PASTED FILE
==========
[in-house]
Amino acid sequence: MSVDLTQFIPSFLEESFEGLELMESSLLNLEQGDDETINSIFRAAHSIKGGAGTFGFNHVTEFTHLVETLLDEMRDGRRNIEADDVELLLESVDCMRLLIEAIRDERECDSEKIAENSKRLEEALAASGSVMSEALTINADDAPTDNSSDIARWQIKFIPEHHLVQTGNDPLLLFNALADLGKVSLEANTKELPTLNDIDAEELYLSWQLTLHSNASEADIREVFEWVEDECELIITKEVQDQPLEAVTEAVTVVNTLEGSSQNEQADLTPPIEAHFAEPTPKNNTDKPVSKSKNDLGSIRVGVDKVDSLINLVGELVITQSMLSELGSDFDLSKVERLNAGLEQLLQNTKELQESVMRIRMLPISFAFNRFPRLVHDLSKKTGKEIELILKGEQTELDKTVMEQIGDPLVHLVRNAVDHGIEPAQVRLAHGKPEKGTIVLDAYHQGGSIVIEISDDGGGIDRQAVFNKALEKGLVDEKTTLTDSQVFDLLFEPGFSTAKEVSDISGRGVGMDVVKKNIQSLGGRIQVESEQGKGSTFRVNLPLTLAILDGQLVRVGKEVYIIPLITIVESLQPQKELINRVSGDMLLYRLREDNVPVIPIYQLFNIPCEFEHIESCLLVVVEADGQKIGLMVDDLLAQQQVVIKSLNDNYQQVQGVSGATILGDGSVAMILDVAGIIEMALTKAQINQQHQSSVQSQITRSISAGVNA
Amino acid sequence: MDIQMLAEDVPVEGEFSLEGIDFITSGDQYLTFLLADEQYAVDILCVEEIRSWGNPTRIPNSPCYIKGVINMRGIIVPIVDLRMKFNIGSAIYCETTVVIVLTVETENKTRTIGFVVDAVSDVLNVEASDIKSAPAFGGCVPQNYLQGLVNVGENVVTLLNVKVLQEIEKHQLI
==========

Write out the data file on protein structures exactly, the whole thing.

[in-house]
Amino acid sequence: MSVDLTQFIPSFLEESFEGLELMESSLLNLEQGDDETINSIFRAAHSIKGGAGTFGFNHVTEFTHLVETLLDEMRDGRRNIEADDVELLLESVDCMRLLIEAIRDERECDSEKIAENSKRLEEALAASGSVMSEALTINADDAPTDNSSDIARWQIKFIPEHHLVQTGNDPLLLFNALADLGKVSLEANTKELPTLNDIDAEELYLSWQLTLHSNASEADIREVFEWVEDECELIITKEVQDQPLEAVTEAVTVVNTLEGSSQNEQADLTPPIEAHFAEPTPKNNTDKPVSKSKNDLGSIRVGVDKVDSLINLVGELVITQSMLSELGSDFDLSKVERLNAGLEQLLQNTKELQESVMRIRMLPISFAFNRFPRLVHDLSKKTGKEIELILKGEQTELDKTVMEQIGDPLVHLVRNAVDHGIEPAQVRLAHGKPEKGTIVLDAYHQGGSIVIEISDDGGGIDRQAVFNKALEKGLVDEKTTLTDSQVFDLLFEPGFSTAKEVSDISGRGVGMDVVKKNIQSLGGRIQVESEQGKGSTFRVNLPLTLAILDGQLVRVGKEVYIIPLITIVESLQPQKELINRVSGDMLLYRLREDNVPVIPIYQLFNIPCEFEHIESCLLVVVEADGQKIGLMVDDLLAQQQVVIKSLNDNYQQVQGVSGATILGDGSVAMILDVAGIIEMALTKAQINQQHQSSVQSQITRSISAGVNA
Amino acid sequence: MDIQMLAEDVPVEGEFSLEGIDFITSGDQYLTFLLADEQYAVDILCVEEIRSWGNPTRIPNSPCYIKGVINMRGIIVPIVDLRMKFNIGSAIYCETTVVIVLTVETENKTRTIGFVVDAVSDVLNVEASDIKSAPAFGGCVPQNYLQGLVNVGENVVTLLNVKVLQEIEKHQLI